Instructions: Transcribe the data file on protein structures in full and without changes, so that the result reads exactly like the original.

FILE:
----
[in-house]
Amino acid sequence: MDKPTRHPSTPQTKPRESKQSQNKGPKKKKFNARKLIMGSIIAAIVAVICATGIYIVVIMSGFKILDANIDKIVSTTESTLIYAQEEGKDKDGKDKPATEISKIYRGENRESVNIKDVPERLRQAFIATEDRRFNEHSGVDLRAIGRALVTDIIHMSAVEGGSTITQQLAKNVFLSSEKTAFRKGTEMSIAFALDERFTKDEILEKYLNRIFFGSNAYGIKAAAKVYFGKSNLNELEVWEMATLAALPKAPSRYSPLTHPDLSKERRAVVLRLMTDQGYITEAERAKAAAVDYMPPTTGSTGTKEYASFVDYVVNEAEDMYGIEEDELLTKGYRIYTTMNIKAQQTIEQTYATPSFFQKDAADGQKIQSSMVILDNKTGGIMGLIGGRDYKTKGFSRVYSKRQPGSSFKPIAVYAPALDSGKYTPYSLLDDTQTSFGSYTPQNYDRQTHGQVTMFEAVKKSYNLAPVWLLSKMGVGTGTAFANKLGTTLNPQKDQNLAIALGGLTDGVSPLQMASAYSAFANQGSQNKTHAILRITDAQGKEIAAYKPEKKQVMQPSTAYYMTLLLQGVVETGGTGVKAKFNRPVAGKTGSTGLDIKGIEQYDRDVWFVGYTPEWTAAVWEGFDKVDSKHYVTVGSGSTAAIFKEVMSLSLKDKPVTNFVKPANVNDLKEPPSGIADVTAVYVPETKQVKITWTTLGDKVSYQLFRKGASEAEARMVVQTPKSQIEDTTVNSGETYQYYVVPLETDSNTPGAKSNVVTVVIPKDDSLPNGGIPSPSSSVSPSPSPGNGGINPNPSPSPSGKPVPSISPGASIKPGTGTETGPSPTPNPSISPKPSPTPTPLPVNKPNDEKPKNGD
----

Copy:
[in-house]
Amino acid sequence: MDKPTRHPSTPQTKPRESKQSQNKGPKKKKFNARKLIMGSIIAAIVAVICATGIYIVVIMSGFKILDANIDKIVSTTESTLIYAQEEGKDKDGKDKPATEISKIYRGENRESVNIKDVPERLRQAFIATEDRRFNEHSGVDLRAIGRALVTDIIHMSAVEGGSTITQQLAKNVFLSSEKTAFRKGTEMSIAFALDERFTKDEILEKYLNRIFFGSNAYGIKAAAKVYFGKSNLNELEVWEMATLAALPKAPSRYSPLTHPDLSKERRAVVLRLMTDQGYITEAERAKAAAVDYMPPTTGSTGTKEYASFVDYVVNEAEDMYGIEEDELLTKGYRIYTTMNIKAQQTIEQTYATPSFFQKDAADGQKIQSSMVILDNKTGGIMGLIGGRDYKTKGFSRVYSKRQPGSSFKPIAVYAPALDSGKYTPYSLLDDTQTSFGSYTPQNYDRQTHGQVTMFEAVKKSYNLAPVWLLSKMGVGTGTAFANKLGTTLNPQKDQNLAIALGGLTDGVSPLQMASAYSAFANQGSQNKTHAILRITDAQGKEIAAYKPEKKQVMQPSTAYYMTLLLQGVVETGGTGVKAKFNRPVAGKTGSTGLDIKGIEQYDRDVWFVGYTPEWTAAVWEGFDKVDSKHYVTVGSGSTAAIFKEVMSLSLKDKPVTNFVKPANVNDLKEPPSGIADVTAVYVPETKQVKITWTTLGDKVSYQLFRKGASEAEARMVVQTPKSQIEDTTVNSGETYQYYVVPLETDSNTPGAKSNVVTVVIPKDDSLPNGGIPSPSSSVSPSPSPGNGGINPNPSPSPSGKPVPSISPGASIKPGTGTETGPSPTPNPSISPKPSPTPTPLPVNKPNDEKPKNGD